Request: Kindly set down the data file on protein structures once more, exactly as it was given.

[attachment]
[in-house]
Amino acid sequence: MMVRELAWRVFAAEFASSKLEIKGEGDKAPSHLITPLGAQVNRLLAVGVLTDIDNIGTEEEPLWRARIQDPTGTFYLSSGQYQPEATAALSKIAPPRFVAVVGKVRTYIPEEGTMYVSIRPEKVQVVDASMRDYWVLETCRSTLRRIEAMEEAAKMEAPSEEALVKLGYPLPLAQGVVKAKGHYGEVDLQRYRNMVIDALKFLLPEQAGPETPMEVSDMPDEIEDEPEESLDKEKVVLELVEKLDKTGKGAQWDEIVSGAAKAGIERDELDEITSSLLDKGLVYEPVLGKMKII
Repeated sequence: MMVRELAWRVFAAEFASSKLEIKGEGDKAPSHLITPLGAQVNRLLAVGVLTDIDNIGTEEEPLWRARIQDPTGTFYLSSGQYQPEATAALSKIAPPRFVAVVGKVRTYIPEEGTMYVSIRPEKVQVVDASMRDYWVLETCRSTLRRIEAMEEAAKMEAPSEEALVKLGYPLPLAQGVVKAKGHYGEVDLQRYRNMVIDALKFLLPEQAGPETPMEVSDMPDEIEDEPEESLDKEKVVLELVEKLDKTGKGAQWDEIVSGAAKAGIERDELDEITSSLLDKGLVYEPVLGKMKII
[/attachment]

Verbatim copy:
[in-house]
Amino acid sequence: MMVRELAWRVFAAEFASSKLEIKGEGDKAPSHLITPLGAQVNRLLAVGVLTDIDNIGTEEEPLWRARIQDPTGTFYLSSGQYQPEATAALSKIAPPRFVAVVGKVRTYIPEEGTMYVSIRPEKVQVVDASMRDYWVLETCRSTLRRIEAMEEAAKMEAPSEEALVKLGYPLPLAQGVVKAKGHYGEVDLQRYRNMVIDALKFLLPEQAGPETPMEVSDMPDEIEDEPEESLDKEKVVLELVEKLDKTGKGAQWDEIVSGAAKAGIERDELDEITSSLLDKGLVYEPVLGKMKII
Repeated sequence: MMVRELAWRVFAAEFASSKLEIKGEGDKAPSHLITPLGAQVNRLLAVGVLTDIDNIGTEEEPLWRARIQDPTGTFYLSSGQYQPEATAALSKIAPPRFVAVVGKVRTYIPEEGTMYVSIRPEKVQVVDASMRDYWVLETCRSTLRRIEAMEEAAKMEAPSEEALVKLGYPLPLAQGVVKAKGHYGEVDLQRYRNMVIDALKFLLPEQAGPETPMEVSDMPDEIEDEPEESLDKEKVVLELVEKLDKTGKGAQWDEIVSGAAKAGIERDELDEITSSLLDKGLVYEPVLGKMKII